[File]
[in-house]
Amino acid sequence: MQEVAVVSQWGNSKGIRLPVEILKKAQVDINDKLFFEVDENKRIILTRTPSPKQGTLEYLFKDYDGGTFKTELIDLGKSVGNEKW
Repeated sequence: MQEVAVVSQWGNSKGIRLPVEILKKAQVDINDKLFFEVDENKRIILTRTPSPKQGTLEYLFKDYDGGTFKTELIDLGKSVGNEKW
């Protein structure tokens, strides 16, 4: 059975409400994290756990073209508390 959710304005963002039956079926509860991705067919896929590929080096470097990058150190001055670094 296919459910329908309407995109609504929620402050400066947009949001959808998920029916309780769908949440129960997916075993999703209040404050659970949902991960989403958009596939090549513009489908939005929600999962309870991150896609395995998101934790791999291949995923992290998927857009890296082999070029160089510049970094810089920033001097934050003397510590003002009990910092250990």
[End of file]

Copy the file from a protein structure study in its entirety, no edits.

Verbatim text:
[in-house]
Amino acid sequence: MQEVAVVSQWGNSKGIRLPVEILKKAQVDINDKLFFEVDENKRIILTRTPSPKQGTLEYLFKDYDGGTFKTELIDLGKSVGNEKW
Repeated sequence: MQEVAVVSQWGNSKGIRLPVEILKKAQVDINDKLFFEVDENKRIILTRTPSPKQGTLEYLFKDYDGGTFKTELIDLGKSVGNEKW
């Protein structure tokens, strides 16, 4: 059975409400994290756990073209508390 959710304005963002039956079926509860991705067919896929590929080096470097990058150190001055670094 296919459910329908309407995109609504929620402050400066947009949001959808998920029916309780769908949440129960997916075993999703209040404050659970949902991960989403958009596939090549513009489908939005929600999962309870991150896609395995998101934790791999291949995923992290998927857009890296082999070029160089510049970094810089920033001097934050003397510590003002009990910092250990």